Where to Next?

We think this application has the potential to be expanded for a range of other car parking areas around Australia. All it needs is the parking data available to plug in. It would also be cool to incooporate this application into a full mobile parking solution where you no longer need to get out of your car and buy a ticket. The idea would be to let the user pay for their park on their phone, then a parking sensor would start timing their stay. As they get closer to the end of the stay they would be reminded that they park is to expire soon. It would also have a cost saving and efficiency effect on the Council themselves, as their inspectors could also be notified of soon to expire parks with cars still over the sensor. This would allow them to better decide where to go as an inspector. However, once the sensors are in place, the majority of the ticketing could be automated all together!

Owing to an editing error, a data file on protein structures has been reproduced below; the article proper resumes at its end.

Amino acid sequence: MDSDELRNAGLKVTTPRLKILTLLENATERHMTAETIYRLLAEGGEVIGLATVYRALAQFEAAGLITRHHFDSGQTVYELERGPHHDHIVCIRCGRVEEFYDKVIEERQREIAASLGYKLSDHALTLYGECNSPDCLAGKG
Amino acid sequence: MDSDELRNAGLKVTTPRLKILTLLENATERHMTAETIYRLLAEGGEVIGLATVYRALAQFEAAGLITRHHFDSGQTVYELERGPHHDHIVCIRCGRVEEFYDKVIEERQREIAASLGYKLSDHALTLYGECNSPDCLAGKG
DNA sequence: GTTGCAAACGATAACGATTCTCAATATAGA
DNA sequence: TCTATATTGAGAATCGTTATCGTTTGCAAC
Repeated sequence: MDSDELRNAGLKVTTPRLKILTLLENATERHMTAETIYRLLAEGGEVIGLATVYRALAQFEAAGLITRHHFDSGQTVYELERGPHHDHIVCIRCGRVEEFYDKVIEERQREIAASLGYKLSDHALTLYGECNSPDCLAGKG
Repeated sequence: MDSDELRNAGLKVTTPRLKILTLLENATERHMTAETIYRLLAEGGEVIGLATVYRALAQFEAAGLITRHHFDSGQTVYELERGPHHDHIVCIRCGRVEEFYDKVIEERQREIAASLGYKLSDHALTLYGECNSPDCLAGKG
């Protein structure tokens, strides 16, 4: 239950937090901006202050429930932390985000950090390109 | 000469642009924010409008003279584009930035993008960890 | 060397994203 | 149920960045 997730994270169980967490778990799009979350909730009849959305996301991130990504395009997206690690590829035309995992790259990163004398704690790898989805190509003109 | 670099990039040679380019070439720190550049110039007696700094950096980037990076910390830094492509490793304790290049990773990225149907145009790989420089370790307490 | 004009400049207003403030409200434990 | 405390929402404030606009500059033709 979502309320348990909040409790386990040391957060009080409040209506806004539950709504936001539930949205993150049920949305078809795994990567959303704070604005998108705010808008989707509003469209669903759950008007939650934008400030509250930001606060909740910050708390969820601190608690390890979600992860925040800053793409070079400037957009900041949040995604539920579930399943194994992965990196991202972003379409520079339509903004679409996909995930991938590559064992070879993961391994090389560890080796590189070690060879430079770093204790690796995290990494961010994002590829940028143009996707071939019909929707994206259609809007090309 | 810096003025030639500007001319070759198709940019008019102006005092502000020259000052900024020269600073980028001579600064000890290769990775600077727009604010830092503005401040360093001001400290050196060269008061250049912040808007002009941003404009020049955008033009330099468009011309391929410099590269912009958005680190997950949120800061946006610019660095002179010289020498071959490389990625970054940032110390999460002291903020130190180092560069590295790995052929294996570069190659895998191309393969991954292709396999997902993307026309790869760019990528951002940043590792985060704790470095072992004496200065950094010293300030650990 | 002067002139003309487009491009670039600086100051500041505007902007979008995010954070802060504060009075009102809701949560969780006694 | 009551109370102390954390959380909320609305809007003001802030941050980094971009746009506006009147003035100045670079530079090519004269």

What We Didn't Get To

We had hoped to bring in real-time Adelaide Metro arrivals data, however, we were too pressed for time and never got around to it.

We also would have like to provide users with multiple parking options, but we didnt get to that either.

P.S. Jordan would also like to personally apologise to EPA, I called you EMA in our video and never got time to change it!!

 

Used Datasets: 
Dataset Name: 
On Street Parking Zones
Publishing Organisation/Agency: 
Adelaide City Council
Jurisdiction of Data: 
Local Government
How did you use this data in your entry?: